The danger of the Knesset’s decision to set up a McCarthy-style committee for investigating Israeli human rights organizations was aptly summed up by Knesset Speaker Reuven Rivlin. He warned that the inquiry would be a “show trial” and stressed in a newspaper interview: “We must stop this murky wave.” Regrettably, only two of Rivlin’s colleagues from the governing Likud party joined him in publicly opposing this sinister effort, which was approved in the Knesset by a vote of 41 to 16.
It seems inevitable that after 44 years in which one nation occupies another and deprives it of basic human and civil rights, the occupying society would also come to be affected by the occupation. Indeed, increasingly the tools of occupation — the restrictions of personal and political freedoms — are no longer confined to the territories. These methods are now being extended beyond the Green Line, which divides sovereign Israel from the occupied West Bank, and are tainting Israeli democracy. The rise of Avigdor Lieberman — whose Yisrael Beiteinu party sponsored the push for the investigative panel — and the presence in the Knesset of unabashed racists like Michael Ben-Ari, a Kahanist who represents the National Union party, is testament to how the ongoing occupation is penetrating Israeli society.
Last year, we witnessed a surge of anti-democratic, and often racist, legislation and rhetoric. Now, in the first week of 2011, the Knesset has launched a witch hunt against Israel’s human rights community. In justifying this initiative, Lieberman accused human rights organizations of supporting terrorism. Only 15 years ago, such political incitement led to the assassination of our prime minister; with his unrestrained vitriol, Lieberman has placed a target on the backs of all of us who work on behalf of human rights.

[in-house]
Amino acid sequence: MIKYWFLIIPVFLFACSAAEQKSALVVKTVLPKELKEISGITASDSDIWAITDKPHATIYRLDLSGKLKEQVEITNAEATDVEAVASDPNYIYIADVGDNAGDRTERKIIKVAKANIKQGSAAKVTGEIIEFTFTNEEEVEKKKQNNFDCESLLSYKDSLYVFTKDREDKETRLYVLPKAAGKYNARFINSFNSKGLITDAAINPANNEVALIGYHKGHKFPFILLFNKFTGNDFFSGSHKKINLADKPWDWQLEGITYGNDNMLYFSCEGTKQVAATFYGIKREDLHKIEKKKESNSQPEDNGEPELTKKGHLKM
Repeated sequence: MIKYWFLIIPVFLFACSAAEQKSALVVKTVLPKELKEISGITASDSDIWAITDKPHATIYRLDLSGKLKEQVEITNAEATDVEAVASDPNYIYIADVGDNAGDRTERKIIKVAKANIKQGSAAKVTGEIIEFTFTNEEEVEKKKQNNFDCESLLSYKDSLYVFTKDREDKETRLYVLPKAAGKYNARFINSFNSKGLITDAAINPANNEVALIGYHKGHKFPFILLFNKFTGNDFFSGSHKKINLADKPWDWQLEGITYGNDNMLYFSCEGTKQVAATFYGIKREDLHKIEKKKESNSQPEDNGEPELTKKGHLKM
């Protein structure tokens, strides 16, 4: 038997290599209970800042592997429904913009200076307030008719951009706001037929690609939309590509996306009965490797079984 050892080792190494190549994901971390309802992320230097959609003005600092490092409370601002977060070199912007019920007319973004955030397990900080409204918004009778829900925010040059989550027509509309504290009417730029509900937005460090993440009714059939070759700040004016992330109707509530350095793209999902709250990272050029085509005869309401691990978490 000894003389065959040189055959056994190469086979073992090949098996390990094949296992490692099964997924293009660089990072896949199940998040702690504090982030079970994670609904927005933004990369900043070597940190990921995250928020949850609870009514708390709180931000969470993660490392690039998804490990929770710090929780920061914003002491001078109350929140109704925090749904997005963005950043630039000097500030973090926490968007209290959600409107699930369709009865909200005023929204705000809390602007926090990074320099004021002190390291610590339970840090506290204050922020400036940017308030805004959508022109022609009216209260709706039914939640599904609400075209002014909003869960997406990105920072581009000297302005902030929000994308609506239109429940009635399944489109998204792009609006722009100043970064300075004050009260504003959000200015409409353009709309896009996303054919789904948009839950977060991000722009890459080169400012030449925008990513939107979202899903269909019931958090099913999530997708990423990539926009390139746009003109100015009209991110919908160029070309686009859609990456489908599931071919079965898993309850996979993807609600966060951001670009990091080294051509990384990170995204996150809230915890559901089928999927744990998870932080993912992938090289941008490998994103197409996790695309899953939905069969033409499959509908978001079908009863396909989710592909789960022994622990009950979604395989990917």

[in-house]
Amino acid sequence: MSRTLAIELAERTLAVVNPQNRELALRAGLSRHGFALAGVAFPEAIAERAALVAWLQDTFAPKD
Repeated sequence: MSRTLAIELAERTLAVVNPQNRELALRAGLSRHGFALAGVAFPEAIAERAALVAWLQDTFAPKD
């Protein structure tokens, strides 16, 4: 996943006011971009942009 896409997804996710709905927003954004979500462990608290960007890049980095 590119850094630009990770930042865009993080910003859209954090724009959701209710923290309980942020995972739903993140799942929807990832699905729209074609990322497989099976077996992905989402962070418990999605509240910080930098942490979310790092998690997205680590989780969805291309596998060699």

When B’Tselem was established in 1989 to monitor human rights abuses in the Occupied Territories, the organization’s founders would never have imagined that the occupation would still exist 22 years later. They would not have believed that a third generation of settlers would be born in the West Bank, enjoying the full rights of any other Israelis, while Palestinians in neighboring villages and towns continue to live under military occupation, deprived of basic rights such as freedom of movement, freedom of assembly, and the right to a fair trial and due process.
Israel’s human rights community has been at the forefront of the struggle against this state of affairs. Much like the brave Americans who spoke out against oppression during the civil rights movement, we love our country and are concerned about what might become of it if the status quo continues.
Speaking in synagogues and at universities across America, I encounter American Jews who have been instructed by the representatives of established Jewish organizations to unconditionally support Israel. To this I answer that in human affairs the only place where unconditional love exists is within a family. If you were to learn that a member of your family was headed in a dangerous direction, would you simply support him or her unreservedly? Or would you try to help your loved one understand the dangerous path he or she was taking?
It is not too late. Israel is still a democracy. Only very recently we saw that our court system did not hesitate to convict a former president of rape. Our media is still free and vocal, and yes, our civil society is more determined than ever to sustain the only democracy in the Middle East. The Knesset has now put Israel’s human rights organizations on the front line of the struggle to preserve Israeli democracy. We are taking a stand, but we cannot do it alone. We need the help of all of those who care about Israel’s future.
Uri Zaki is U.S. director of B’Tselem: The Israeli Information Center for Human Rights in the Occupied Territories.